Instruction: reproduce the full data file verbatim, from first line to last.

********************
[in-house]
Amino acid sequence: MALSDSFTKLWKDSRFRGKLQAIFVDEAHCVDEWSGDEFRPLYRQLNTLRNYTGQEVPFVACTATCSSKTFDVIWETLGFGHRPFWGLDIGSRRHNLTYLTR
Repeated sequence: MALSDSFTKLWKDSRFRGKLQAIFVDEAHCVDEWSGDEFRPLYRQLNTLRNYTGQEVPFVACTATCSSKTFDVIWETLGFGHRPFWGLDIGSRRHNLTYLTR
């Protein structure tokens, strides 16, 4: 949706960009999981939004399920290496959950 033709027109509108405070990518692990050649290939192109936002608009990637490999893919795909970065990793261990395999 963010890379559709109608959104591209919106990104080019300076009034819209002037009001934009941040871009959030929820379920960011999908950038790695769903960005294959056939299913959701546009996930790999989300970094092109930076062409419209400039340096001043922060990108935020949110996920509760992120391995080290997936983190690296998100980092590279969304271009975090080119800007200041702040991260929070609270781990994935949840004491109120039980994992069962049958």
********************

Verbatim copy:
[in-house]
Amino acid sequence: MALSDSFTKLWKDSRFRGKLQAIFVDEAHCVDEWSGDEFRPLYRQLNTLRNYTGQEVPFVACTATCSSKTFDVIWETLGFGHRPFWGLDIGSRRHNLTYLTR
Repeated sequence: MALSDSFTKLWKDSRFRGKLQAIFVDEAHCVDEWSGDEFRPLYRQLNTLRNYTGQEVPFVACTATCSSKTFDVIWETLGFGHRPFWGLDIGSRRHNLTYLTR
């Protein structure tokens, strides 16, 4: 949706960009999981939004399920290496959950 033709027109509108405070990518692990050649290939192109936002608009990637490999893919795909970065990793261990395999 963010890379559709109608959104591209919106990104080019300076009034819209002037009001934009941040871009959030929820379920960011999908950038790695769903960005294959056939299913959701546009996930790999989300970094092109930076062409419209400039340096001043922060990108935020949110996920509760992120391995080290997936983190690296998100980092590279969304271009975090080119800007200041702040991260929070609270781990994935949840004491109120039980994992069962049958």